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Photo: Drew Angerer/Getty Images

Senate Democrats' spending and tax plan and the bipartisan infrastructure package would together cut greenhouse gas emissions almost enough to meet the U.S. pledge under the Paris Agreement, Majority Leader Chuck Schumer said.

Driving the news: Schumer, in a new letter to Senate colleagues, said his office's analysis of the two proposals shows they would put the U.S. on track to cut emissions around 45% below 2005 levels by 2030.

Add in planned executive policies and state-level efforts, and the U.S. will reach its pledge in April under the Paris agreement of a 50% cut by 2030.

Why it matters: The letter lays bare the high stakes of the proposed $3.5 trillion, Democrats-only budget reconciliation plan, which accounts for most of the emissions cuts in Schumer's analysis, and the bipartisan package.

  • It's a clear acknowledgment that the Biden administration's ability to make good on the formal emissions pledge rests heavily on steering major new investments and policies through Congress.
  • That has global repercussions. If Biden officials can show the U.S. pledge isn't a paper tiger, it boosts the chances of successful outcomes at a critical U.N. climate summit this fall.

The big picture: The letter comes as Democrats and the White House are trying the politically tricky maneuver of moving two major and related packages on parallel tracks.

  • One is the bipartisan infrastructure plan, which has various clean energy and climate measures, that already passed the Senate.
  • The other is a $3.5 trillion spending and tax package of health care, social safety net and energy and climate provisions they hope to move on a party-line vote using the budget reconciliation process.

How it works: The emissions projections are based on a review of "best available data from a wide range of organizations that specialize in policy analysis," the letter states.

Per the letter and a short summary of the analysis, about 42% of the total emissions cuts through 2030 would come from two pillars of the reconciliation plan.

  • One is a new system of payments to help utilities greatly speed up deployment of zero-carbon power, combined with fees for companies that don't hit their targets.
  • The other is a package of new and expanded tax credits for various kinds of clean energy projects.

Elsewhere, new consumer electric vehicle incentives provide roughly 16% of the envisioned emissions reductions, and new fees on oil-and-gas industry methane emissions account for another 9%.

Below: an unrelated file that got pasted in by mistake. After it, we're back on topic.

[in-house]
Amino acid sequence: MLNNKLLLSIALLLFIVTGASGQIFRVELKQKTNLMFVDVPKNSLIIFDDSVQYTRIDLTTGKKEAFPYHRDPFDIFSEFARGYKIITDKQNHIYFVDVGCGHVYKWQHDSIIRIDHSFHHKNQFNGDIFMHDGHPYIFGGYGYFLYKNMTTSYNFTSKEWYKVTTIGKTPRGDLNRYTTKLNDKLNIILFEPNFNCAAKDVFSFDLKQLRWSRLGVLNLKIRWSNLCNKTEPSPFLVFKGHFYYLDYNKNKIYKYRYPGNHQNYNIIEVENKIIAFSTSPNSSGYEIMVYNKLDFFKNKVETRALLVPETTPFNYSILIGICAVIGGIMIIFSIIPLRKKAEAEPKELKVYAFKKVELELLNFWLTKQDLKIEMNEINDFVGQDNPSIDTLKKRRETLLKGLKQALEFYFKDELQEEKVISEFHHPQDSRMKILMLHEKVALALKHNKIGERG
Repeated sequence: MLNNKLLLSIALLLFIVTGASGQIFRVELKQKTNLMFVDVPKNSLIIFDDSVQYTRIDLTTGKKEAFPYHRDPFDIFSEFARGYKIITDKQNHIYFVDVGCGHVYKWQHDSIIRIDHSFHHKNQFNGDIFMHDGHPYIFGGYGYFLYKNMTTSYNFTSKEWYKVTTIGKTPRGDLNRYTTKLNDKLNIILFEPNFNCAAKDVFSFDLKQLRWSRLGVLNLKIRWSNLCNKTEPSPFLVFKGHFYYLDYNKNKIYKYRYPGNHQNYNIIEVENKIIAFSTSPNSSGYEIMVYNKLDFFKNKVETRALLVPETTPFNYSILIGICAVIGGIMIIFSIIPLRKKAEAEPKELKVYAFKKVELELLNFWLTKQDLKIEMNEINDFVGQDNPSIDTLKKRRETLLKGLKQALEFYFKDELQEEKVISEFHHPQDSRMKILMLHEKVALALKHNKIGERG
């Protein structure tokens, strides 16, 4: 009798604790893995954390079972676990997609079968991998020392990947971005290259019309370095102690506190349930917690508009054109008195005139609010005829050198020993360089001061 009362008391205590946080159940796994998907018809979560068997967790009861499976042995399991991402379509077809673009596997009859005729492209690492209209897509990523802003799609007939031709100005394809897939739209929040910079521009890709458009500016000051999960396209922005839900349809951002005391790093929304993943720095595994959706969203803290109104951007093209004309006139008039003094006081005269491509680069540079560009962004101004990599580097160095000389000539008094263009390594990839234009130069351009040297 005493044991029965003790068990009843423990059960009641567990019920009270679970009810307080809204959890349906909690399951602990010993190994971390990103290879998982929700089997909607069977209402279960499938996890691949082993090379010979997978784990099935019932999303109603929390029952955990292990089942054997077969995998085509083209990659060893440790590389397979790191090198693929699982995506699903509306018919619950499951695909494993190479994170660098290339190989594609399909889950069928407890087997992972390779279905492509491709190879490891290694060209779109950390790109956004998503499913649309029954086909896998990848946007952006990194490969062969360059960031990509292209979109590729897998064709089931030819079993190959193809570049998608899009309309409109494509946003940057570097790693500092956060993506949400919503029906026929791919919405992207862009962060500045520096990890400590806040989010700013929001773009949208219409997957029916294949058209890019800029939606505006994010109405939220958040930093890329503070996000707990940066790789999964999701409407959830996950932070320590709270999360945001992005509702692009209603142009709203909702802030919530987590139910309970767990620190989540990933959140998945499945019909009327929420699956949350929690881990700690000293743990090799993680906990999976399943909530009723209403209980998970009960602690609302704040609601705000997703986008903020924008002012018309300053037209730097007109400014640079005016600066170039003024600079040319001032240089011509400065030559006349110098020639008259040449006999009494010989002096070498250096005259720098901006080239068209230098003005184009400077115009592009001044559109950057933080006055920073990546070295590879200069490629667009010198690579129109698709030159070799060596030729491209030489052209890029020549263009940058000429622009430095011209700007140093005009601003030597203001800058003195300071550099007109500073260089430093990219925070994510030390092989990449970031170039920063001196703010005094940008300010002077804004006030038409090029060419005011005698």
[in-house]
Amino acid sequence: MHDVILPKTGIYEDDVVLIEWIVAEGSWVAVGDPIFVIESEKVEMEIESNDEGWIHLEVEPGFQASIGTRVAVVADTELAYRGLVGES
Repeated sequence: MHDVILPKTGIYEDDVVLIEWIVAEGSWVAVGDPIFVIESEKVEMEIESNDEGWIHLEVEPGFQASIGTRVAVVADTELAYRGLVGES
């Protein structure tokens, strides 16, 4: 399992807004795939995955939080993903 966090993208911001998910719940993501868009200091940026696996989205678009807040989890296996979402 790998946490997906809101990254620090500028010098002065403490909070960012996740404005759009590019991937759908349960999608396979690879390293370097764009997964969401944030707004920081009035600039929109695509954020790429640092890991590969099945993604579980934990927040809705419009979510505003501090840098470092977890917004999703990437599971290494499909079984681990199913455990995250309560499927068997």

Go deeper: House Democrats pass $3.5 trillion budget resolution

Go deeper

Ben Geman, author of Generate
Sep 20, 2021 - Energy & Environment

The breadth and limits of corporate carbon moves

Illustration: Sarah Grillo/Axios

This week will showcase how more big companies are taking steps to cut emissions — and why corporate pledges only go so far.

The big picture: It's Climate Week. That's the annual New York City event that brings together businesses, governments and activists for speeches, symposiums and pledges. The event typically serves as a venue for corporations to announce their latest efforts, and that's already starting.

Sep 19, 2021 - Politics & Policy

Scoop - Manchin: Delay Biden plan to '22

Sen. Joe Manchin walks through the Capitol Visitor Center last week. Photo: Alex Wong/Getty Images

Sen. Joe Manchin (D-W.Va.) is privately saying he thinks Congress should take a “strategic pause” until 2022 before voting on President Biden’s $3.5 trillion social-spending package, people familiar with the matter tell Axios.

Why it matters: Manchin’s new timeline — if he insists on it — would disrupt the plans by House Speaker Nancy Pelosi (D-Calif.) and Senate Majority Leader Chuck Schumer (D-N.Y.) to vote on the budget reconciliation package this month.

Dems' immigration plan hits major roadblock

Senate Majority Leader Sen. Chuck Schumer. Photo: Alex Wong/Getty Images

The Senate parliamentarian ruled Sunday that Democrats cannot include pathways to citizenship in the $3.5 trillion budget reconciliation package, per a copy of the ruling obtained by Axios.

Why it matters: It's a blow to Democrats who hoped to provide pathways for millions of undocumented immigrants in the U.S. Using reconciliations would have allowed them to pass politically contentious immigration changes with only 50 votes, as opposed to the usual 60 required.